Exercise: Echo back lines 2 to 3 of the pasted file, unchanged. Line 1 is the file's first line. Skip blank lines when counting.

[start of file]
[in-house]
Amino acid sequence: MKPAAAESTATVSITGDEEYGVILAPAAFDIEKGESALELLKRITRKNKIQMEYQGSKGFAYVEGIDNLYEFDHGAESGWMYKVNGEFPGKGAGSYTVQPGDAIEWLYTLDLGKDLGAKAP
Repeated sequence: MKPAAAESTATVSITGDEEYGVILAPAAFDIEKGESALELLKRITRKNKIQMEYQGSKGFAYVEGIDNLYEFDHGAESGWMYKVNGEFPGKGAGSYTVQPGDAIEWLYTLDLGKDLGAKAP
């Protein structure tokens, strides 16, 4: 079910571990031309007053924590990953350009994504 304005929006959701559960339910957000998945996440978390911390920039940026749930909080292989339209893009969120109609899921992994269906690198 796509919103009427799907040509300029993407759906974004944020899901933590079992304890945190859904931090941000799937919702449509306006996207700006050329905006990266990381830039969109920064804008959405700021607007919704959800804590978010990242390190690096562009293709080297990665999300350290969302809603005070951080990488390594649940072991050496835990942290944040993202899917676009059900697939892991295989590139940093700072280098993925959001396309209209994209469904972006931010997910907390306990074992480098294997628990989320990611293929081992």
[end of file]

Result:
Amino acid sequence: MKPAAAESTATVSITGDEEYGVILAPAAFDIEKGESALELLKRITRKNKIQMEYQGSKGFAYVEGIDNLYEFDHGAESGWMYKVNGEFPGKGAGSYTVQPGDAIEWLYTLDLGKDLGAKAP
Repeated sequence: MKPAAAESTATVSITGDEEYGVILAPAAFDIEKGESALELLKRITRKNKIQMEYQGSKGFAYVEGIDNLYEFDHGAESGWMYKVNGEFPGKGAGSYTVQPGDAIEWLYTLDLGKDLGAKAP